1st half 2021 – renewables are 92% of new U.S. electrical generating capacity; actual electrical generation by solar grows by 25%

For the first half of 2021, the latest FERC & EIA data show: renewables are 91.6% of new U.S Generating capacity.

Washington DC – According to a review by the SUN DAY Campaign of data recently released by the Federal Energy Regulatory Commission (FERC) and the U.S. Energy Information Administration (EIA), renewable energy sources (i.e., biomass, geothermal, hydropower, solar, wind) dominated new U.S. electrical generating capacity additions and increased their contribution to the nation’s electrical production in the first half of 2021. [1]

Key Findings from FERC:

FERC’s latest monthly “Energy Infrastructure Update” report (with data through June 30, 2021) reveals that renewable energy sources accounted for 91.6% – or 10,940 megawatts (MW) – of the 11,940 MW of new capacity added during the first six months of the year. Wind led the capacity additions with 5,617 MW, followed closely by solar (5,279 MW). Further, wind and solar were the only sources of new capacity additions in June 2021.

Renewables now provide more than a quarter (25.1%) of total U.S. available installed generating capacity. A year ago, their share was only 23.0%. Wind is now more than a tenth (10.4%) of the nation’s generating capacity while utility-scale solar is nearly five percent (4.9%) … and that does not include distributed (e.g., rooftop) solar. [2]

Moreover, FERC data suggest that renewables’ share of generating capacity is on track to increase significantly over the next three years (i.e., by June 2024). “High probability” generation capacity additions for wind, minus anticipated retirements, reflect a projected net increase of 21,129 MW while solar is foreseen growing by 44,385 MW. By comparison, net growth for natural gas will be only 13,241 MW. Thus, wind and solar combined are forecast to provide roughly five times more new net generating capacity than natural gas over the next three years.

If these numbers materialize, by June 2024, renewable energy generating capacity should account for almost 30 percent (29.4%) of the nation’s total available installed generating capacity.

Key Findings from EIA:

The latest issue of EIA’s “Electric Power Monthly” (with data through June 30, 2021) reveals that solar and wind both continued their rapid growth.

For the period January – June, solar-generated electricity – including distributed solar – expanded by 25.3% (compared to the same period in 2020) and provided nearly 4.1% of the nation’s total. Wind grew by 10.0% and accounted for more than 9.6% of total generation.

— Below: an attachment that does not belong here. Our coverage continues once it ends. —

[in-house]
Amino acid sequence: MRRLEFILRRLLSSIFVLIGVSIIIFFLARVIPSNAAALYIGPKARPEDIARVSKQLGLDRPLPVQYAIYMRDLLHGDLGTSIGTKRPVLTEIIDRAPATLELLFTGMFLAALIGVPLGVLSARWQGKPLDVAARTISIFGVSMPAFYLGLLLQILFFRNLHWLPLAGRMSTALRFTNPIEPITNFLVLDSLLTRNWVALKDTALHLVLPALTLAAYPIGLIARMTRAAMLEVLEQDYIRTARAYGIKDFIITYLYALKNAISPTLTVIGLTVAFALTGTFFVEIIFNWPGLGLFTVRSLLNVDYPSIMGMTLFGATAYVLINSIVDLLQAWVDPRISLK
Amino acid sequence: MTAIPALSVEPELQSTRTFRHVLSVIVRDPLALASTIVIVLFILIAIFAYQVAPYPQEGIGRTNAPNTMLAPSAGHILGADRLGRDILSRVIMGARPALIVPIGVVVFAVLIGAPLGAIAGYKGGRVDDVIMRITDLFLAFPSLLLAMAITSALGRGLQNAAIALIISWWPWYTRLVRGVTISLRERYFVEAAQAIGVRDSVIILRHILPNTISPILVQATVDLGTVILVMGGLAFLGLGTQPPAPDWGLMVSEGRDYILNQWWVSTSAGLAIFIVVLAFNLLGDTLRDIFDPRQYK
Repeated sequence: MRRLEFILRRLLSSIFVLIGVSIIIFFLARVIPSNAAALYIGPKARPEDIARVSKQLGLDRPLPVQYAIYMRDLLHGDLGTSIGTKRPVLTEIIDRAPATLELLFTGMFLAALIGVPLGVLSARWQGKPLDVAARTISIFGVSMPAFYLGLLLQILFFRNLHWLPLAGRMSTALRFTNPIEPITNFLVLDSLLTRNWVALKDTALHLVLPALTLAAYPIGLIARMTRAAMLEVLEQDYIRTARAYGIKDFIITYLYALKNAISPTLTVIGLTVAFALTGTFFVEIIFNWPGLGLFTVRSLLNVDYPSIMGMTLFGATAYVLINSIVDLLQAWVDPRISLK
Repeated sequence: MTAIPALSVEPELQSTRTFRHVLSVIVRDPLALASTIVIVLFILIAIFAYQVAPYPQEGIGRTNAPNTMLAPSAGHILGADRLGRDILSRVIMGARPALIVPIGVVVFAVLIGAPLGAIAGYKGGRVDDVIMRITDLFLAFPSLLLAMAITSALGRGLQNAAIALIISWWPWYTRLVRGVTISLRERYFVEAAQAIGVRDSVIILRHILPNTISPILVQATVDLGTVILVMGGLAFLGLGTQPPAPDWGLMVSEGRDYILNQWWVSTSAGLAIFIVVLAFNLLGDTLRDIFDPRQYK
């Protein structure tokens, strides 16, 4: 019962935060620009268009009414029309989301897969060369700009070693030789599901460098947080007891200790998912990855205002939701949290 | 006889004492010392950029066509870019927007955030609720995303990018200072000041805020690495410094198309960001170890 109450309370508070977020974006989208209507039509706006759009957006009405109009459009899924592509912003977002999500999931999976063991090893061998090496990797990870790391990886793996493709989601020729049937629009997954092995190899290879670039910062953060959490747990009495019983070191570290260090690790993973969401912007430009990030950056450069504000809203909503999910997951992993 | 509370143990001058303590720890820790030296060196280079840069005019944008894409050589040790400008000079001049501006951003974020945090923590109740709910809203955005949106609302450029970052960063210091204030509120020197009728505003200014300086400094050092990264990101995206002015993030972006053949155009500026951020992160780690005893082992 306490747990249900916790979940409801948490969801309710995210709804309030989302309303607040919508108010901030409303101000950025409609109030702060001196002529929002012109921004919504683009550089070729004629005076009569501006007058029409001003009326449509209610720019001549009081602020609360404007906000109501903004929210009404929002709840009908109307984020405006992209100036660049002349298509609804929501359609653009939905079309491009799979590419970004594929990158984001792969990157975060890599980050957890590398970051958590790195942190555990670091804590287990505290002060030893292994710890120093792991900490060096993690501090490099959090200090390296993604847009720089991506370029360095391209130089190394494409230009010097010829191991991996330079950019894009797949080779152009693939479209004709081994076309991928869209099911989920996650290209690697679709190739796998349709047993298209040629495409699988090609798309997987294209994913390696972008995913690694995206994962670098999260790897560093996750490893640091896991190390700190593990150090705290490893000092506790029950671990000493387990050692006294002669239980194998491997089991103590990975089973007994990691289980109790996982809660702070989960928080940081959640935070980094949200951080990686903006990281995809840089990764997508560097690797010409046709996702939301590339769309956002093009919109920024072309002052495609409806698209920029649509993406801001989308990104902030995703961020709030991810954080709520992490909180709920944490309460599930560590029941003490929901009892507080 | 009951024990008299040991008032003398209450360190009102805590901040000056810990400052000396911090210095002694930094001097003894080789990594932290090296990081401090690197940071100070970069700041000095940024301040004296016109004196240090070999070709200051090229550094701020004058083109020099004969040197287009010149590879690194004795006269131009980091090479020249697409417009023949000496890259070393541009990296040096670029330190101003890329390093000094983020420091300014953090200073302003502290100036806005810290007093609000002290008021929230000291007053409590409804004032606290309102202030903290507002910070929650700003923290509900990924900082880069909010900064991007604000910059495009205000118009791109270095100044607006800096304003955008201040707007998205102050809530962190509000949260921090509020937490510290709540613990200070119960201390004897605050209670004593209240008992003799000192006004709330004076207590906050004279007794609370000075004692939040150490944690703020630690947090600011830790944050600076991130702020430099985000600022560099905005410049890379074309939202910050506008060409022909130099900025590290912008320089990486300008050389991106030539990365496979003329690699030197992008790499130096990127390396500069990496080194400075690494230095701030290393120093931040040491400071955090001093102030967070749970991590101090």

Combined, net electrical generation by wind and solar is 14.1% greater than a year ago and provided a bit more than 13.7% – or almost one-seventh – of total U.S. electrical production during the first six months of 2021. Together with generation by hydropower, biomass, and geothermal, overall production by renewables grew by 3.0% and provided 22.4% of total U.S. electrical output.

Moreover, renewables produced 2.2% more electricity than coal through June 2021 and expanded their lead over nuclear power. In fact, during the first half of this year, renewables outperformed nuclear power by 16.4%.

“FERC’s and EIA’s mid-year data confirm that renewables have now moved into second place – behind only natural gas – in terms of both generating capacity and actual electrical generation,” noted Ken Bossong, Executive Director of the SUN DAY Campaign. “And their continued, strong growth – especially by solar and wind – suggest that the best is yet to come.”

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[1] Capacity is not the same as actual generation. Capacity factors for nuclear power and fossil fuels tend to be higher than those for most renewables. Thus, during the first half of 2021, EIA reported that renewables accounted for 22.4% of the nation’s total electrical generation – that is, somewhat less than what FERC reports was their share (25.1%) of installed generating capacity for the same period.

[2] FERC generally only reports data for utility-scale facilities (i.e., those rated 1-MW or greater) and therefore its data do not reflect the capacity of distributed renewables, notably rooftop solar PV which – according to the EIA – accounts for about 30% of the nation’s electrical generation by solar. That would suggest that the total of distributed and utility-scale solar capacity combined may be 40% or more than the solar capacity of 4.93% reported by FERC — i.e., closer to 7%.


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